Transmission electron microscopic and immunohistochemical observations of resting follicles of feathers in chicken show massive cell degeneration
The molting cycle of feathers includes an anagen (growth) stage, a likely catagen stage where the feather follicles degenerate, and a resting stage where fully grown feathers remain in their follicles and are functional before molting. However, the cytological changes involved in the resting and molting stages are poorly known, so the results of an ultrastructural analysis of these processes in adult chick feathers are presented here. The study showed that the dermal papilla shrinks, and numerous cells present increased heterochromatin and free collagen fibrils in the extracellular matrix. Degeneration of the germinal epithelium of the follicle—the papillary collar—occurs with an initial substantial contraction of cells followed by an increase in heterochromatin, vesicle and lipid accumulation, and membrane and organelle degeneration. Desmosomes are still present between degenerating epithelial cells, but ribosomes and tonofilaments disappear. This suggests that cell necrosis initially proceeds as a major contraction resembling apoptosis—a process termed necroptosis, which was previously also shown to occur during the formation of barbs and barbules in mature down and pennaceous feathers. This study suggests that, aside from apoptosis, the collar epithelium degenerates due to external factors, in particular the retraction of blood vessels supplying the dermal papilla. In contrast, revascularization of the dermal papilla triggers a new phase of feather growth (anagen).
KeywordsChick Feather Follicle Dermal papilla Regression Ultrastructure
This research, in particular the entire electron microscopy study, was self-supported (Comparative Histolab).
Compliance with ethical standards
Conflict of interest
I declare no conflict of interest in relation to the present manuscript.
- Alibardi L (2004) Dermo–epidermal interactions in reptilian scales: speculations on the evolution of scales, feathers and hairs. J Exp Zool 302B:365–383Google Scholar
- Alibardi L (2005a) Cell structure of developing barbs and barbules in downfeathers of the chick: central role of barb ridge morphogenesis for the evolution of feathers. J Subm Cytol Pathol 37:19–41Google Scholar
- Alibardi L (2005b) Fine structure of juvenile feathers of the zebrafinch in relation to the evolution and diversification of pennaceous feathers. J Subm Cytol Pathol 37:323–343Google Scholar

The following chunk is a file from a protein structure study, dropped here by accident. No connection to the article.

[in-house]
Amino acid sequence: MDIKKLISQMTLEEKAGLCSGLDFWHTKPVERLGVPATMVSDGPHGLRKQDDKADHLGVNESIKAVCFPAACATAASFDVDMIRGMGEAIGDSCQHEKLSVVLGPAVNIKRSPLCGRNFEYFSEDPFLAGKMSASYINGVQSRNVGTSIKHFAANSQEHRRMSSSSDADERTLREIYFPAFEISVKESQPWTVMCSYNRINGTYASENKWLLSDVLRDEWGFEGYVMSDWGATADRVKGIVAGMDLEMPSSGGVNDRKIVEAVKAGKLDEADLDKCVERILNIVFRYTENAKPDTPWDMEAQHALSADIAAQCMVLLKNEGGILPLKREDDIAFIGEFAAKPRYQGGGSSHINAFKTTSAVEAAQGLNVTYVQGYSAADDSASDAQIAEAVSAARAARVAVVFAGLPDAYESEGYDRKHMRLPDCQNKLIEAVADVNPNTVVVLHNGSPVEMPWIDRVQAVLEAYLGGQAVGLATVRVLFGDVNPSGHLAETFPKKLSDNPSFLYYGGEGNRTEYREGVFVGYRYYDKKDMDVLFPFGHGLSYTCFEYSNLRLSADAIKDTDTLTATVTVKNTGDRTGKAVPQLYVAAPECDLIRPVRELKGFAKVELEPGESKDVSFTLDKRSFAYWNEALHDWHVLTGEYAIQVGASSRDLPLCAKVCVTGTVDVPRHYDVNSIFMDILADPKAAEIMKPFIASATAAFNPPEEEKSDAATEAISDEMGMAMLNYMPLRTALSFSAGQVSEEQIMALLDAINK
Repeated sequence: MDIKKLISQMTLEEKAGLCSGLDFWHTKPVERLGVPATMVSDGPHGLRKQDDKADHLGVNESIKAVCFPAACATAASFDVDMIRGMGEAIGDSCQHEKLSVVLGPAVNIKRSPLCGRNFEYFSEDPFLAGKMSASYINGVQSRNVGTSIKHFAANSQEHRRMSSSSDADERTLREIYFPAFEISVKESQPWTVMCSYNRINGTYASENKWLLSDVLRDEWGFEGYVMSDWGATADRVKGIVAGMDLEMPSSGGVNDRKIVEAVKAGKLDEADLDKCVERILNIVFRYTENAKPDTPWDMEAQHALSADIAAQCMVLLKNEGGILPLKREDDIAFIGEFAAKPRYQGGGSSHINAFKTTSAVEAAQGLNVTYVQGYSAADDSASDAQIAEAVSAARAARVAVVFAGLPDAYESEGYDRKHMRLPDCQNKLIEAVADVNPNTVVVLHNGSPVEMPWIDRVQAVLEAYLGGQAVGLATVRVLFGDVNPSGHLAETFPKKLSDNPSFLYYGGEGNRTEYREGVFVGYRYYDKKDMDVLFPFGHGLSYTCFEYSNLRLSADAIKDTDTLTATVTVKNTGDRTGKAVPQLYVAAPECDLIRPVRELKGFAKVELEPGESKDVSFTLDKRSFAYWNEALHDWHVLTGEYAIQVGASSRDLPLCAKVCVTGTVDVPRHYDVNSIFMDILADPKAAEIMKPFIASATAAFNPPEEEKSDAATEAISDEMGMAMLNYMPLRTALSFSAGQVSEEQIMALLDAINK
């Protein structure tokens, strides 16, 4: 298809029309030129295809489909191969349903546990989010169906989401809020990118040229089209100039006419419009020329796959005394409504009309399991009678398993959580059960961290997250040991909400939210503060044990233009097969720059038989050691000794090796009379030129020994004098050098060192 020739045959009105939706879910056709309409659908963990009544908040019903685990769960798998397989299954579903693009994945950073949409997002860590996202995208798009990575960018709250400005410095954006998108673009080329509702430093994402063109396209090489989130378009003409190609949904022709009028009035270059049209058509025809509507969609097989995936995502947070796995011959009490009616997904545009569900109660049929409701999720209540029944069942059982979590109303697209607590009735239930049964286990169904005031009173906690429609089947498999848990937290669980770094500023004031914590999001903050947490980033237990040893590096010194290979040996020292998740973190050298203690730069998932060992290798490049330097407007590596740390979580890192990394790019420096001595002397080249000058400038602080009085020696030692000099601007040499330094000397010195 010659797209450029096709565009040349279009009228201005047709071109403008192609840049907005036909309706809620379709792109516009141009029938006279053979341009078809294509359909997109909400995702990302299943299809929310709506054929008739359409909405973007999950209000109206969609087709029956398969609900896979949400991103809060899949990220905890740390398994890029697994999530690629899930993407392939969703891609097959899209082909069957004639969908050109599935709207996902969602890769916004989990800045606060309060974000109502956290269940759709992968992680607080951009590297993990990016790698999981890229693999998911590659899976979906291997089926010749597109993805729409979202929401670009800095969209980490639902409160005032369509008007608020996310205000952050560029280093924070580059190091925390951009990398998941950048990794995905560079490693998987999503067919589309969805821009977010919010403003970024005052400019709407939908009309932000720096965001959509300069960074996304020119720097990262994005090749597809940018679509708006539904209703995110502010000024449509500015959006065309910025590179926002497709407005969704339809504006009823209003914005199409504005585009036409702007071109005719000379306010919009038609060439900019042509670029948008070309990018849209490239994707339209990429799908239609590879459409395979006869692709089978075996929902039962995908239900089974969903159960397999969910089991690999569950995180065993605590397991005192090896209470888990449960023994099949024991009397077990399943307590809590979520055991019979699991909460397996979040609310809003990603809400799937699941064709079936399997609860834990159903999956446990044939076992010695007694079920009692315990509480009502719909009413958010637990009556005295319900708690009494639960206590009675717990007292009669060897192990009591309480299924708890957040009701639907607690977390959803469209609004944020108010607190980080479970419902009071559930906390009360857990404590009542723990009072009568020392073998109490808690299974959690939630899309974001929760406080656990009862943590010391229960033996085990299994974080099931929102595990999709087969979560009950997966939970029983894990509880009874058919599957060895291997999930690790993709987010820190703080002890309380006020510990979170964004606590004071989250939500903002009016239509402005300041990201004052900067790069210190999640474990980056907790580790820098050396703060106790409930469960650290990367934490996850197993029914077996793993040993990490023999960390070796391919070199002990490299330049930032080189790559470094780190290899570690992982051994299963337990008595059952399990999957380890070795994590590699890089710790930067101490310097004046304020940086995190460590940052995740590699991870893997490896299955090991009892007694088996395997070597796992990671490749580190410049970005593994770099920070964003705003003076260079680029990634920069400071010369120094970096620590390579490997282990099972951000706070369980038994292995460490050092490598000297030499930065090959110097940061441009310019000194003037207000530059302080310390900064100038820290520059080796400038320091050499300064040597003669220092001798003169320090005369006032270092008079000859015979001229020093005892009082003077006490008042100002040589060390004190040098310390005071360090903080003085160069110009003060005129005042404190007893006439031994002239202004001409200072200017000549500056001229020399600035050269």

- Alibardi L (2008) Follicular patterns during feather morphogenesis in relation to the formation of asymmetric feathers, filoplumes and bristles Ital. J Zool 76:279–290Google Scholar
- Alibardi L (2009a) Molding and carving cell surfaces: the joke of a fold and the origin and evolution of feathers. In: Gorb S (ed) Surface biology, vol 9. Springer, Berlin, pp 163–176Google Scholar
- Alibardi L (2010) Ultrastructure of cells of the dermal papilla in pennaceous feathers. Trends Dev Biol 5:51–60Google Scholar
- Demarchez M, Mauger A, Sengel P (1981) The dermal-epidermal junction during the development of the skin and cutaneous appendages in the chick embryo. Arch Anat Microsc Morphol Experim 70:206–218Google Scholar
- Li A, Figueroa S, Jiang TX, Wu P, Widelitz R, Nie Q, Chuong CM (2017) Diverse feather shape evolution enabled by coupling anisotropic signaling modules with self-organizing branching programme. Nat Commun 8:ncomms14139. https://doi.org/10.1038/ncomms14139
- Lucas AM, Stettenheim PR (1972) Growth of follicles and feathers. Color of feathers and integument. Avian anatomy. Integument. Agriculture Handbook 362, 7th edn. US Department of Agriculture, Washington, DC, pp 341–419Google Scholar
- Roth SI (1965) The cytology of the murine resting (telogen) hair follicle. In: Lyne AG, Short BF (eds) Biology of the skin and hair growth. Angus and Robertson Pbl, Sydney, pp 233–250Google Scholar
- Sengel P (1975) Morphogenesis of skin. Cambridge University Press, CambridgeGoogle Scholar
- Spearman RIC, Hardy JA (1985) Integument. In: King AS, McLelland J (eds) Form and function of birds, vol 3. Academic, London, pp 1–56Google Scholar
- Stenn KS, Paus R (2001) Controls of hair follicle cycling. Phys Rev 81:449–494Google Scholar